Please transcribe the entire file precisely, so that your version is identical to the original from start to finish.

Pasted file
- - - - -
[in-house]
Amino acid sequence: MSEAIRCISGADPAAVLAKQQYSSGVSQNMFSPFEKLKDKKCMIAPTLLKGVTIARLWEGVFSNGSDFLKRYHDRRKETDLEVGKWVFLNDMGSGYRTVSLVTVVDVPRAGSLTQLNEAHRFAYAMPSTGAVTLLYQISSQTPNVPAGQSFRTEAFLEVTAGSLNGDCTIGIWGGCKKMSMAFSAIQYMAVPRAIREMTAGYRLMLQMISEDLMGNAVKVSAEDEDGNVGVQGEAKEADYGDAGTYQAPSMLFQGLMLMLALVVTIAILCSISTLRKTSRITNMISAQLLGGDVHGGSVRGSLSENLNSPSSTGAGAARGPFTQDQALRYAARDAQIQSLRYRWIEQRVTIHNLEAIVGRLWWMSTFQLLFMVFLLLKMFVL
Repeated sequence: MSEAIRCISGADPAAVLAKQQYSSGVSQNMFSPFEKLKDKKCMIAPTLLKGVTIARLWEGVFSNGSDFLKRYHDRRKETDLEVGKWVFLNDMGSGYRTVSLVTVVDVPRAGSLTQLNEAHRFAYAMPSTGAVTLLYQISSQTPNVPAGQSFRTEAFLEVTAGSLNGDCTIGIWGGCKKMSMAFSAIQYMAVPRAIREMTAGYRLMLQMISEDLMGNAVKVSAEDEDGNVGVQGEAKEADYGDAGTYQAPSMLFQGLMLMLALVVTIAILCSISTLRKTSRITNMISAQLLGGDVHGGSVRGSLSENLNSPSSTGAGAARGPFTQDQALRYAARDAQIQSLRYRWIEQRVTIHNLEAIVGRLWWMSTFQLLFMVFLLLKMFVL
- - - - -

[in-house]
Amino acid sequence: MSEAIRCISGADPAAVLAKQQYSSGVSQNMFSPFEKLKDKKCMIAPTLLKGVTIARLWEGVFSNGSDFLKRYHDRRKETDLEVGKWVFLNDMGSGYRTVSLVTVVDVPRAGSLTQLNEAHRFAYAMPSTGAVTLLYQISSQTPNVPAGQSFRTEAFLEVTAGSLNGDCTIGIWGGCKKMSMAFSAIQYMAVPRAIREMTAGYRLMLQMISEDLMGNAVKVSAEDEDGNVGVQGEAKEADYGDAGTYQAPSMLFQGLMLMLALVVTIAILCSISTLRKTSRITNMISAQLLGGDVHGGSVRGSLSENLNSPSSTGAGAARGPFTQDQALRYAARDAQIQSLRYRWIEQRVTIHNLEAIVGRLWWMSTFQLLFMVFLLLKMFVL
Repeated sequence: MSEAIRCISGADPAAVLAKQQYSSGVSQNMFSPFEKLKDKKCMIAPTLLKGVTIARLWEGVFSNGSDFLKRYHDRRKETDLEVGKWVFLNDMGSGYRTVSLVTVVDVPRAGSLTQLNEAHRFAYAMPSTGAVTLLYQISSQTPNVPAGQSFRTEAFLEVTAGSLNGDCTIGIWGGCKKMSMAFSAIQYMAVPRAIREMTAGYRLMLQMISEDLMGNAVKVSAEDEDGNVGVQGEAKEADYGDAGTYQAPSMLFQGLMLMLALVVTIAILCSISTLRKTSRITNMISAQLLGGDVHGGSVRGSLSENLNSPSSTGAGAARGPFTQDQALRYAARDAQIQSLRYRWIEQRVTIHNLEAIVGRLWWMSTFQLLFMVFLLLKMFVL